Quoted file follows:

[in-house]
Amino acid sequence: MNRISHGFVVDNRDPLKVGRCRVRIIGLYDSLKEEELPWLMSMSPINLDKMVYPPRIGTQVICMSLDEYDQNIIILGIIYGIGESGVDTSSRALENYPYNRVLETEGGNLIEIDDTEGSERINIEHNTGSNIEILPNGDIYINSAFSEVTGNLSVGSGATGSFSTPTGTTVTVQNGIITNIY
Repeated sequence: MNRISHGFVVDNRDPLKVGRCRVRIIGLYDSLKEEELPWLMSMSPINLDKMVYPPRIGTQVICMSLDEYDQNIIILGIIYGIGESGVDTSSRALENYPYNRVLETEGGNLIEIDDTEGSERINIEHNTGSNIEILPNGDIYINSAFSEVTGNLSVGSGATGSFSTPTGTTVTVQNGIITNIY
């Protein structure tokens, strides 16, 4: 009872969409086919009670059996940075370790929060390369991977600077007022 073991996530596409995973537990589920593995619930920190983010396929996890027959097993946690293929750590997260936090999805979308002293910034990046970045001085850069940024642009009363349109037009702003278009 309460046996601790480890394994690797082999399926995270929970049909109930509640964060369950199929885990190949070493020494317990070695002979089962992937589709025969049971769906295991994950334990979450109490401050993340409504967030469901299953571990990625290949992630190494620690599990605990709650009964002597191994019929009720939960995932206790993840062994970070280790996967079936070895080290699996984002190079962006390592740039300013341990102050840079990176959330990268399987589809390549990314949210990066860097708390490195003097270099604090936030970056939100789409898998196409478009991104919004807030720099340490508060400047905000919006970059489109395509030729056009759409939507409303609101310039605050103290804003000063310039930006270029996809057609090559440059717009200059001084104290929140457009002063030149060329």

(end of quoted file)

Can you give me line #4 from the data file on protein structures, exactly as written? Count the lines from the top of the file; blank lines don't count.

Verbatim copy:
């Protein structure tokens, strides 16, 4: 009872969409086919009670059996940075370790929060390369991977600077007022 073991996530596409995973537990589920593995619930920190983010396929996890027959097993946690293929750590997260936090999805979308002293910034990046970045001085850069940024642009009363349109037009702003278009 309460046996601790480890394994690797082999399926995270929970049909109930509640964060369950199929885990190949070493020494317990070695002979089962992937589709025969049971769906295991994950334990979450109490401050993340409504967030469901299953571990990625290949992630190494620690599990605990709650009964002597191994019929009720939960995932206790993840062994970070280790996967079936070895080290699996984002190079962006390592740039300013341990102050840079990176959330990268399987589809390549990314949210990066860097708390490195003097270099604090936030970056939100789409898998196409478009991104919004807030720099340490508060400047905000919006970059489109395509030729056009759409939507409303609101310039605050103290804003000063310039930006270029996809057609090559440059717009200059001084104290929140457009002063030149060329």